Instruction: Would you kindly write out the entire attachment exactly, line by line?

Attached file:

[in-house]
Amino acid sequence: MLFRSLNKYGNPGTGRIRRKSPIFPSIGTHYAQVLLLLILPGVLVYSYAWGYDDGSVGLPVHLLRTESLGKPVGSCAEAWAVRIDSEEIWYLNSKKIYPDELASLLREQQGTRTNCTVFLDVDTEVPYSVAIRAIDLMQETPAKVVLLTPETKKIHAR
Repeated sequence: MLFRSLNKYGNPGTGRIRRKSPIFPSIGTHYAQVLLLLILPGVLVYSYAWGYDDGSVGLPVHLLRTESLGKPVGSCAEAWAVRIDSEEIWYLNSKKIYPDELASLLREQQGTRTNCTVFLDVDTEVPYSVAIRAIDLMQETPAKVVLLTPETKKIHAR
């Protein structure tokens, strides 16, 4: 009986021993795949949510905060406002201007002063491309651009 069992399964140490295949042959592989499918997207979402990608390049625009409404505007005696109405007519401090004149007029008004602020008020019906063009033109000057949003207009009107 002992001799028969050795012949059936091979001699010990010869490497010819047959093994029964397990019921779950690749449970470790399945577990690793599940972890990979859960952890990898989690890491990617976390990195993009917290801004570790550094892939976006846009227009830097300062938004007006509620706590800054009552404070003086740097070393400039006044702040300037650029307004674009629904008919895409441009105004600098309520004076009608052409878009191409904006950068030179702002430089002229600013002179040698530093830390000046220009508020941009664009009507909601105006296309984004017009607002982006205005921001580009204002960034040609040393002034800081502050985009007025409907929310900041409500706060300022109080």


[in-house]
Amino acid sequence: MLFRSLNKYGNPGTGRIRRKSPIFPSIGTHYAQVLLLLILPGVLVYSYAWGYDDGSVGLPVHLLRTESLGKPVGSCAEAWAVRIDSEEIWYLNSKKIYPDELASLLREQQGTRTNCTVFLDVDTEVPYSVAIRAIDLMQETPAKVVLLTPETKKIHAR
Repeated sequence: MLFRSLNKYGNPGTGRIRRKSPIFPSIGTHYAQVLLLLILPGVLVYSYAWGYDDGSVGLPVHLLRTESLGKPVGSCAEAWAVRIDSEEIWYLNSKKIYPDELASLLREQQGTRTNCTVFLDVDTEVPYSVAIRAIDLMQETPAKVVLLTPETKKIHAR
């Protein structure tokens, strides 16, 4: 009986021993795949949510905060406002201007002063491309651009 069992399964140490295949042959592989499918997207979402990608390049625009409404505007005696109405007519401090004149007029008004602020008020019906063009033109000057949003207009009107 002992001799028969050795012949059936091979001699010990010869490497010819047959093994029964397990019921779950690749449970470790399945577990690793599940972890990979859960952890990898989690890491990617976390990195993009917290801004570790550094892939976006846009227009830097300062938004007006509620706590800054009552404070003086740097070393400039006044702040300037650029307004674009629904008919895409441009105004600098309520004076009608052409878009191409904006950068030179702002430089002229600013002179040698530093830390000046220009508020941009664009009507909601105006296309984004017009607002982006205005921001580009204002960034040609040393002034800081502050985009007025409907929310900041409500706060300022109080």